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All the Countries We've Ever Invaded: And the Few We Never Got Round To Paperback – 1 Oct 2013

4.0 out of 5 stars 89 customer reviews

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Product details

  • Paperback: 256 pages
  • Publisher: The History Press; Reprint edition (1 Oct. 2013)
  • Language: English
  • ISBN-10: 0750952121
  • ISBN-13: 978-0750952125
  • Product Dimensions: 12.7 x 2.5 x 20.3 cm
  • Average Customer Review: 4.0 out of 5 stars  See all reviews (89 customer reviews)
  • Amazon Bestsellers Rank: 42,035 in Books (See Top 100 in Books)

Product Description

Review

Some of the places we need to invade are hard to get at. Some are also extremely hard to spell. --Robert Crampton - The Times

[This] study shows [Britain's] true global reach was far more extensive than maps would suggest. --Ryan Kisiel - The Daily Mail

Britain has invaded all but 22...several offer inviting pretexts for a little light invading. Paraguay, I'm told, is lovely at this time of year. --Samuel Muston - The Independent

About the Author

STUART LAYCOCK is an author and historian. He studied Classics at Jesus College, Cambridge, and has written a number of history books including Britannia: The Failed State (nominated for Current Archaeology Book of the Year), Warlords: The Struggle for Power in Post-Roman Britain, and UnRoman Britain: Exposing the Myth of Britannia (described in The Sunday Times as thrillingly provocative ). From looking at people invading Britain, he now turns his attention to Britain invading other people.


Customer Reviews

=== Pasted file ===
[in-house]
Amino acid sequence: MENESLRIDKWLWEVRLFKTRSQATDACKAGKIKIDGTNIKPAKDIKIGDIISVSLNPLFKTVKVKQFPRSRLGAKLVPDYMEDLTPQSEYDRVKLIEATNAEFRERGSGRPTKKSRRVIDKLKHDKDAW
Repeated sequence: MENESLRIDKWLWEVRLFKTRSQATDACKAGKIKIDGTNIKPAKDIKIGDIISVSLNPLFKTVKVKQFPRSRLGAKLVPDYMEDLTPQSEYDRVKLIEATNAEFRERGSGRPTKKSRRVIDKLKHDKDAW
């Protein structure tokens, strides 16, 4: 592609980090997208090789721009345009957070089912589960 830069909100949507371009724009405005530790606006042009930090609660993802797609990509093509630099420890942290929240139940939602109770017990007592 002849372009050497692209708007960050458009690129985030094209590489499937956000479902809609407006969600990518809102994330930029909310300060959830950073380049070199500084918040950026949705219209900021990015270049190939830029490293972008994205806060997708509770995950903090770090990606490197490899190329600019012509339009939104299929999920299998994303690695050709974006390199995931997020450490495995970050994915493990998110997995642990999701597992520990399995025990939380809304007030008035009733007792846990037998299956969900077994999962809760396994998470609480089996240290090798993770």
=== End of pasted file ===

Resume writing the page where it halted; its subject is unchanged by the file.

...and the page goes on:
Top Customer Reviews

Format: Hardcover Verified Purchase
This is a hugely entertaining book, which can be read in bite-sized chunks as it's thoughtfully divided into each country that British troops have invaded/fought in. The tone is very down to Earth and the author is not afraid to admit when we engaged in less than morally upright behaviour (yes, Opium Wars, we're looking at you). In fact, the only thing stopping me giving the work 5 stars is what I fully accept to be a pet hate of mine. I appreciate that Mr Laycock was, by necessity, restricted by the terms he could use, in order to avoid repetition, but I absolutely detest the word "Brit", an Americanism which has been thrust upon us in recent years. To my horror, most people seem happy to accept, and use, the loathsome expression. Well, I may be a stubborn old fogey (I'm 48) but I'm a Briton, and proud of it. I accept that it might seem trivial to many, and I'm sorry. It's a cracking book, though, filled with fascinating detail, much of which does not appear to be commonly known. And the humour is great.
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Format: Kindle Edition Verified Purchase
I enjoyed this book, it can be read from cover to cover or you can keep in on the shelf and dip into it as and when required. The book doesn't go into any great detail on the events that it mentions but then that is taken for granted as this is a simple overview of the situation and the reader can always read other boooks to find a fuller expenation of the events discribed. Well worth the time to read.
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Format: Paperback Verified Purchase
From Afghanistan (several times) to Zimbabwe via almost any point you care to mention, we've been there, had a battle or two and usually left again.
Stuart Laycock is an amusing and informative writer. The only problem I have, and have had since doing History at school, is that war itself, campaigns, battles, reasons and consequences overlap, blur and repeat.